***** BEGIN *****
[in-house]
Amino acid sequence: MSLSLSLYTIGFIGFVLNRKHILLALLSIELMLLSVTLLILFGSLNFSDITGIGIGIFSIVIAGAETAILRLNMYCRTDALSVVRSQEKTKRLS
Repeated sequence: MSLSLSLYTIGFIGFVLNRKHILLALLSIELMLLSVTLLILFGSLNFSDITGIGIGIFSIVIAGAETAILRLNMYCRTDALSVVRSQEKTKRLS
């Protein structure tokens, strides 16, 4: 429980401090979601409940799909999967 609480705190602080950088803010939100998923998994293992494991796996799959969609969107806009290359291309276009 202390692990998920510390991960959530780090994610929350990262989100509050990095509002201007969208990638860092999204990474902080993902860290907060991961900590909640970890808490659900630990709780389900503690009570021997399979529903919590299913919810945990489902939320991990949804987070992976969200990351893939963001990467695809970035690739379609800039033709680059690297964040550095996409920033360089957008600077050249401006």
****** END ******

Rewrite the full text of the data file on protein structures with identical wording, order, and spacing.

[in-house]
Amino acid sequence: MSLSLSLYTIGFIGFVLNRKHILLALLSIELMLLSVTLLILFGSLNFSDITGIGIGIFSIVIAGAETAILRLNMYCRTDALSVVRSQEKTKRLS
Repeated sequence: MSLSLSLYTIGFIGFVLNRKHILLALLSIELMLLSVTLLILFGSLNFSDITGIGIGIFSIVIAGAETAILRLNMYCRTDALSVVRSQEKTKRLS
């Protein structure tokens, strides 16, 4: 429980401090979601409940799909999967 609480705190602080950088803010939100998923998994293992494991796996799959969609969107806009290359291309276009 202390692990998920510390991960959530780090994610929350990262989100509050990095509002201007969208990638860092999204990474902080993902860290907060991961900590909640970890808490659900630990709780389900503690009570021997399979529903919590299913919810945990489902939320991990949804987070992976969200990351893939963001990467695809970035690739379609800039033709680059690297964040550095996409920033360089957008600077050249401006």